15
 – 
16 
).
 Binding cell assemblies
. Information inthe brain has been hypothesized to be pro-cessed, transferred, and stored by flexible cellassemblies, defined as distributed networksof neuronal groups that are transiently syn-chronized by dynamic connections (
15
,
 16 
).The mechanisms by which such ephemeralneuronal coalitions are brought about are notknown. One possible mechanism supportingsynchrony is a dynamic change in synapticstrengths across the assemblies, a processthat would require energy-demanding bio-chemical steps. An alternative mechanism isoscillatory synchrony (
13
,
 15
). Transient as-sembly synchronization by oscillation is costeffective. The ability of neuronal assembliesto synchronize depends on the couplingstrength and the distribution of natural fre-quencies (
21
,
 22
). As long as the frequenciesof the coupled oscillators remain similar, syn-chrony can be sustained even with very weak synaptic links (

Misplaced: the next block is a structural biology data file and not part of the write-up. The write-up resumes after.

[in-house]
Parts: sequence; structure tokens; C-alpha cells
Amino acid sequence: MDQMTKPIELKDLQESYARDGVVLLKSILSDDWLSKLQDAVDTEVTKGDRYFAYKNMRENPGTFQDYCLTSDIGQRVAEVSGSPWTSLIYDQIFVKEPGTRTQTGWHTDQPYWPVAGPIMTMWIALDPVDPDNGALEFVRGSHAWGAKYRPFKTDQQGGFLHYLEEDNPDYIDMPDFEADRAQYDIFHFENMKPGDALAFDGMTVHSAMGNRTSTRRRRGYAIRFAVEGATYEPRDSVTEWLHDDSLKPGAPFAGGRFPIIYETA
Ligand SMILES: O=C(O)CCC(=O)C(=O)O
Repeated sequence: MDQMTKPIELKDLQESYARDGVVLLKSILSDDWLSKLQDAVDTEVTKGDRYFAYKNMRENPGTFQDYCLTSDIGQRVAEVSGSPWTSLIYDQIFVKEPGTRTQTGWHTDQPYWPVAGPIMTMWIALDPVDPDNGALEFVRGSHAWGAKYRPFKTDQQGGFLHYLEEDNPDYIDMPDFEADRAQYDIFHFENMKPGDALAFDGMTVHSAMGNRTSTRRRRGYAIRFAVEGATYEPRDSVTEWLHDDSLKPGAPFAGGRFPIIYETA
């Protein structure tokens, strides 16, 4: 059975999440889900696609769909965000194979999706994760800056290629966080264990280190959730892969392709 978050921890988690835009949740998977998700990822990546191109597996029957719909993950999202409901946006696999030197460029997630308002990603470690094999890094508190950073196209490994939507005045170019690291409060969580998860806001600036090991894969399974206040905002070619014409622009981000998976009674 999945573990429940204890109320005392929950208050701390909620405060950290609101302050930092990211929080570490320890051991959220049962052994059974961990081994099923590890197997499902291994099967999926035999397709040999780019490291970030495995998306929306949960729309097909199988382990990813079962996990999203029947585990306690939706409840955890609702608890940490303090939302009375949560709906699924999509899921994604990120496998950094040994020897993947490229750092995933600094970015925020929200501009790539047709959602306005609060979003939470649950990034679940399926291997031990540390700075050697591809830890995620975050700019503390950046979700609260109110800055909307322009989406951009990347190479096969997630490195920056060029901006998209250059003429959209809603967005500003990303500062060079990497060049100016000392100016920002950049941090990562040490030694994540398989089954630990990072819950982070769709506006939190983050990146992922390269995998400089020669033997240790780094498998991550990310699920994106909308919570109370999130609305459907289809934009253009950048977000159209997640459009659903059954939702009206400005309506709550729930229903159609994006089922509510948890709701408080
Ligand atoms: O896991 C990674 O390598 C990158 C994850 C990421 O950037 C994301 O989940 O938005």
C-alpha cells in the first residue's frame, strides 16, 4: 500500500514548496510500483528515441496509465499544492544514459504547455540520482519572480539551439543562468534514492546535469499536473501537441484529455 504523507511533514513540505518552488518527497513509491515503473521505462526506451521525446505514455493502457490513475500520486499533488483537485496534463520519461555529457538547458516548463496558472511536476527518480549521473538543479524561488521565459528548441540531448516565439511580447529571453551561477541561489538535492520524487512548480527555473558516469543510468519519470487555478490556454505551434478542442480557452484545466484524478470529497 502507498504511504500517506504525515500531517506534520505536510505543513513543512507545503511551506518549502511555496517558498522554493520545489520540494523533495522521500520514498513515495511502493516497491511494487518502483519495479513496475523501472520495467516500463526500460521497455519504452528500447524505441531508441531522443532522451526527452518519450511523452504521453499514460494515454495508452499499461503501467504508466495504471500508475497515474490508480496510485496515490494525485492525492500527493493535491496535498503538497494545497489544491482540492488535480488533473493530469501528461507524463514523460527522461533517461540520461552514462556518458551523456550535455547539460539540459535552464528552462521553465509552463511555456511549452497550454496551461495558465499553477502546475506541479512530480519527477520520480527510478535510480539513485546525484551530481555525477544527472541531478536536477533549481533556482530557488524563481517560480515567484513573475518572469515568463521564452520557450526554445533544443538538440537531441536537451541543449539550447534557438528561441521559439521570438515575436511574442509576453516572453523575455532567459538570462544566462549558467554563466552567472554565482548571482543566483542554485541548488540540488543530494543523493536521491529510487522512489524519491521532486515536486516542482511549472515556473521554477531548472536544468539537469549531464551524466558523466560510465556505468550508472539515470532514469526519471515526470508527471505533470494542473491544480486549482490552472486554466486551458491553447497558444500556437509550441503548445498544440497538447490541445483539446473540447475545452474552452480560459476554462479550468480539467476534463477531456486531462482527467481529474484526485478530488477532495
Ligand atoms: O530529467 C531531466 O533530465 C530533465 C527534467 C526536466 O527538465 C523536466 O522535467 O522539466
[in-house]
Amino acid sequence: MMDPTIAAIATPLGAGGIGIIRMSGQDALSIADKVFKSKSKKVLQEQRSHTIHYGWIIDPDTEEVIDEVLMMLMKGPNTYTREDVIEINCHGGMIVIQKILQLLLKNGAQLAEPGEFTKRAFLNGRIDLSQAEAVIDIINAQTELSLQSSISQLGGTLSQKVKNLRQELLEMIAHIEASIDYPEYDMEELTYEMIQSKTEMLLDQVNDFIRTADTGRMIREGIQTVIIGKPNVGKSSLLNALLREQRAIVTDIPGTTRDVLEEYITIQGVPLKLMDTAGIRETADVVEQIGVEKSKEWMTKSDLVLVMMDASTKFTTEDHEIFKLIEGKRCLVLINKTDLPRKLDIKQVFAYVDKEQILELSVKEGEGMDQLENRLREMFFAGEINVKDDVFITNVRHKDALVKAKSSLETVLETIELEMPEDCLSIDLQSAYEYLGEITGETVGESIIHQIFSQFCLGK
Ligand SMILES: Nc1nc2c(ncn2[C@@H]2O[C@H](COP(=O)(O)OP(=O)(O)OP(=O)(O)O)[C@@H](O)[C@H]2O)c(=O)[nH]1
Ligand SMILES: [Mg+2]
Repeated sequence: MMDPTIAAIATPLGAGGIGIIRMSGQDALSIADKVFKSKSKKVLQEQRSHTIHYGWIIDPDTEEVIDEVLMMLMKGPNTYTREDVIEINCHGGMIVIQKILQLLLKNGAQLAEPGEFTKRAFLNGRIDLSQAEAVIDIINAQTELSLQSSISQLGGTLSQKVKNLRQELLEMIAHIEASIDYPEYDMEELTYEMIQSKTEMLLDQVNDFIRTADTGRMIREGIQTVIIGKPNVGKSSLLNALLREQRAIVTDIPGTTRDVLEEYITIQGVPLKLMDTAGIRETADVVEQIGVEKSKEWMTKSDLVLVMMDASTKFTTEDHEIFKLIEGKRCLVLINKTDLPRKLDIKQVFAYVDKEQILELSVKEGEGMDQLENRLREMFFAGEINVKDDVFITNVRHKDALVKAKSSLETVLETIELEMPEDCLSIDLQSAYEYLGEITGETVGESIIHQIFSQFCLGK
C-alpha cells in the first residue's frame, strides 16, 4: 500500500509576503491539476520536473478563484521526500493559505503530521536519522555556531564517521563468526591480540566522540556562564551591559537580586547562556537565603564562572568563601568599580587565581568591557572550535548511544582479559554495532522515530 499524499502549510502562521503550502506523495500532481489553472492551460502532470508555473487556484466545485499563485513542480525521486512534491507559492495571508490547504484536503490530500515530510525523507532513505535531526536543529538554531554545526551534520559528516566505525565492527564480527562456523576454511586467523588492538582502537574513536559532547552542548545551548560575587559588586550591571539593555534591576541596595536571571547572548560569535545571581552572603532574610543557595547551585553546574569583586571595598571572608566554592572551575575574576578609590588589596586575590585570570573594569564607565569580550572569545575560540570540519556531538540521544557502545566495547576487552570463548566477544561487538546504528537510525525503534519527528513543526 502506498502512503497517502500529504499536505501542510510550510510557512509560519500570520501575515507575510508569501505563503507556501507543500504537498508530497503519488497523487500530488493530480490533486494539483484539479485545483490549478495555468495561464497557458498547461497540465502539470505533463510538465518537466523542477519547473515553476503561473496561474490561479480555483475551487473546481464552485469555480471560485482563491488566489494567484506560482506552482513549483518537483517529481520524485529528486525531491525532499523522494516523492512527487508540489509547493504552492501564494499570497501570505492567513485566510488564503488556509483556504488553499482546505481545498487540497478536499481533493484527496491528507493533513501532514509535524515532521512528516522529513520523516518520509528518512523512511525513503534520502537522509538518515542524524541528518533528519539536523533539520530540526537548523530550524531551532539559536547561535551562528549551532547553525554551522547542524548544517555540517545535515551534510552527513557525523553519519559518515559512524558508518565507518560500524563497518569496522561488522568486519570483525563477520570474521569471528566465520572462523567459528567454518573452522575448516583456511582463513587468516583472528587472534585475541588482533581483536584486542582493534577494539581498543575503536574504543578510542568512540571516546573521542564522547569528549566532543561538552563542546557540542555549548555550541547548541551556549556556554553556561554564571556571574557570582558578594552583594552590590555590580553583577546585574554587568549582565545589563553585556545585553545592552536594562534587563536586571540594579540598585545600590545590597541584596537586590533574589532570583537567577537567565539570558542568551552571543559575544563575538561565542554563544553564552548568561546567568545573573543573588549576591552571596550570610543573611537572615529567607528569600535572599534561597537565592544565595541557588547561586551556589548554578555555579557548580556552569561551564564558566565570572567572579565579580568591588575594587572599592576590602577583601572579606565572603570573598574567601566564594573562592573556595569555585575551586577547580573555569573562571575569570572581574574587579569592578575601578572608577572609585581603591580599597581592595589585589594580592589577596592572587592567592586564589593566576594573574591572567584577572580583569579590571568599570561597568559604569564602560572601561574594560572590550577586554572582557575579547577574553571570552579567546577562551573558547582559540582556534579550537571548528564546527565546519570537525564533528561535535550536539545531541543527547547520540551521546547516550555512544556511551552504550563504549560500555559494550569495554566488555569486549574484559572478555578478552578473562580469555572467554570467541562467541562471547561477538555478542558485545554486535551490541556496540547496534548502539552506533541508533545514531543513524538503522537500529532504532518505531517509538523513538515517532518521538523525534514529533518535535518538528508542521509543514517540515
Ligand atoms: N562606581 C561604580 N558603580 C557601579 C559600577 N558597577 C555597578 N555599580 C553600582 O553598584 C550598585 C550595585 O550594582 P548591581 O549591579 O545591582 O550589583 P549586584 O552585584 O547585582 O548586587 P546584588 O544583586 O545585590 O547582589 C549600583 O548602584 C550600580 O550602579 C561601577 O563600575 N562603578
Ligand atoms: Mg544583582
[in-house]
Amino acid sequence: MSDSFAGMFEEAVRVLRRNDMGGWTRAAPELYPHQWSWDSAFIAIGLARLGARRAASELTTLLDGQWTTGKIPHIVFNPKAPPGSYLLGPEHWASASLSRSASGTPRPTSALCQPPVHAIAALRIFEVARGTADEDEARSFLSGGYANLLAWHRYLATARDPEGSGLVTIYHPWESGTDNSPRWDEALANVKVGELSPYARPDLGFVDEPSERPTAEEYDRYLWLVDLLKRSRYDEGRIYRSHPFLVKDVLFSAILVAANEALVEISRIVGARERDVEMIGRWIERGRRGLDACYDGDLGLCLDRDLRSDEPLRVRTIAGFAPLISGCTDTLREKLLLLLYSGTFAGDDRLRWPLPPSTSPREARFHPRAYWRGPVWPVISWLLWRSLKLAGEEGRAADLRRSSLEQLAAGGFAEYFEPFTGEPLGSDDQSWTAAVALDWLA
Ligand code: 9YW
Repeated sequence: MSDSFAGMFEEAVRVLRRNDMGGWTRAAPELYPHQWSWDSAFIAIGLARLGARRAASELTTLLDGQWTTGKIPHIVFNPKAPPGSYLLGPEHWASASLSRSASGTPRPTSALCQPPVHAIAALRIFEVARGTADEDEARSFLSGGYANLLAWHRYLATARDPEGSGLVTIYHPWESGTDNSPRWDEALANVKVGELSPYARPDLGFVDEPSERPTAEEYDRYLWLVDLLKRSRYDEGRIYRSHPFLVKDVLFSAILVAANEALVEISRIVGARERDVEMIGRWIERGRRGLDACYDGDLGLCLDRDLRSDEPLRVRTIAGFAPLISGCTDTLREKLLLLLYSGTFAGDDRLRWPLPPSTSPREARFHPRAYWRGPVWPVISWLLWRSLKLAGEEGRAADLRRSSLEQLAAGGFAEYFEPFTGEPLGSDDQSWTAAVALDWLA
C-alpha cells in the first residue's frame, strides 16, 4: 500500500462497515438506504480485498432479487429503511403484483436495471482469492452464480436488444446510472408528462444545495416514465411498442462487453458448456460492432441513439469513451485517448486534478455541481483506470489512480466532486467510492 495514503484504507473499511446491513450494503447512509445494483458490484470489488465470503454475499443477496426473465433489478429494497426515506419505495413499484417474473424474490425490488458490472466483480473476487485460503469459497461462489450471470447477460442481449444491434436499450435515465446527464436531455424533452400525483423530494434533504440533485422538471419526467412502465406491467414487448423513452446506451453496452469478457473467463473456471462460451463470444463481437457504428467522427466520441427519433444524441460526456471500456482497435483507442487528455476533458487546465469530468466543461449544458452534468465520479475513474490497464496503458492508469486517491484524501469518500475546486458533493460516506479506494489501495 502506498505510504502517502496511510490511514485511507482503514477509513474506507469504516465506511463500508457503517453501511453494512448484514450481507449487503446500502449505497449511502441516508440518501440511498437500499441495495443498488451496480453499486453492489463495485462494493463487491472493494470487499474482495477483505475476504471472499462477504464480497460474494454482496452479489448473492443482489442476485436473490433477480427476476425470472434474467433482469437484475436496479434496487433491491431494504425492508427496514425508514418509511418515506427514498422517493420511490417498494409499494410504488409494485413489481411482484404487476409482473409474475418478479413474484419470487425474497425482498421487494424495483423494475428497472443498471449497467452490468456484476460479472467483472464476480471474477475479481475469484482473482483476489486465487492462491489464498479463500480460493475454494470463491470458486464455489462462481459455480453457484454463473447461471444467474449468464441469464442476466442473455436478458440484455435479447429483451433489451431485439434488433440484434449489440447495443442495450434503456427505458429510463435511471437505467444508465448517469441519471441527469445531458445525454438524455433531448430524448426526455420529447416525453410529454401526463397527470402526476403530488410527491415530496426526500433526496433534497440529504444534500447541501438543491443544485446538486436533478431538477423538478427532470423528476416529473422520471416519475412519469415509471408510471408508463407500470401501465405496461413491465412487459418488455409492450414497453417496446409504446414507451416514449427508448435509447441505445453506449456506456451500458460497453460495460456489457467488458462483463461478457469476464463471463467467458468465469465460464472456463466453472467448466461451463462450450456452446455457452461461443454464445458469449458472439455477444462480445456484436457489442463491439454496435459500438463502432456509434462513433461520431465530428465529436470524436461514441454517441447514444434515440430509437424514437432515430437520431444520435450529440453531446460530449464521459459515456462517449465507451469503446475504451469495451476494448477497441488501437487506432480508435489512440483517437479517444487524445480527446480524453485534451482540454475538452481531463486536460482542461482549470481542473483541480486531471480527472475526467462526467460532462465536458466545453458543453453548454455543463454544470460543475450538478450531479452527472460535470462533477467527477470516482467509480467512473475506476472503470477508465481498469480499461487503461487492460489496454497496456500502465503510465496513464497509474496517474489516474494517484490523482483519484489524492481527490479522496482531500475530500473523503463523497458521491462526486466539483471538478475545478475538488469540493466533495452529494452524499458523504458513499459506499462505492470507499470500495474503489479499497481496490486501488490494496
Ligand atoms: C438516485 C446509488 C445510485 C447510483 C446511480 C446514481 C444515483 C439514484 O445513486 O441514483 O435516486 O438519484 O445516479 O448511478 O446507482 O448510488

21
,
 32
). This inherent featureof oscillations allows activated neuronalgroups in distant cortical regions with sparseinterconnections to become temporally linked and then activate unique sets of downstreamassemblies. For example, the various at-tributes of a visual image might be processed separately in distributed neuronal assembliesacross widespread cortical regions and linked  by a common gamma-frequency oscillation.In turn, the phase-locked discharges of thesedistributed groups may be responsible for the
 binding
 of the various features into a co-herent cognitive percept (
13
). Numerous ex- periments support and expand the
 
 binding- by-gamma
 hypothesis (
15
) (but see
 50
,
 51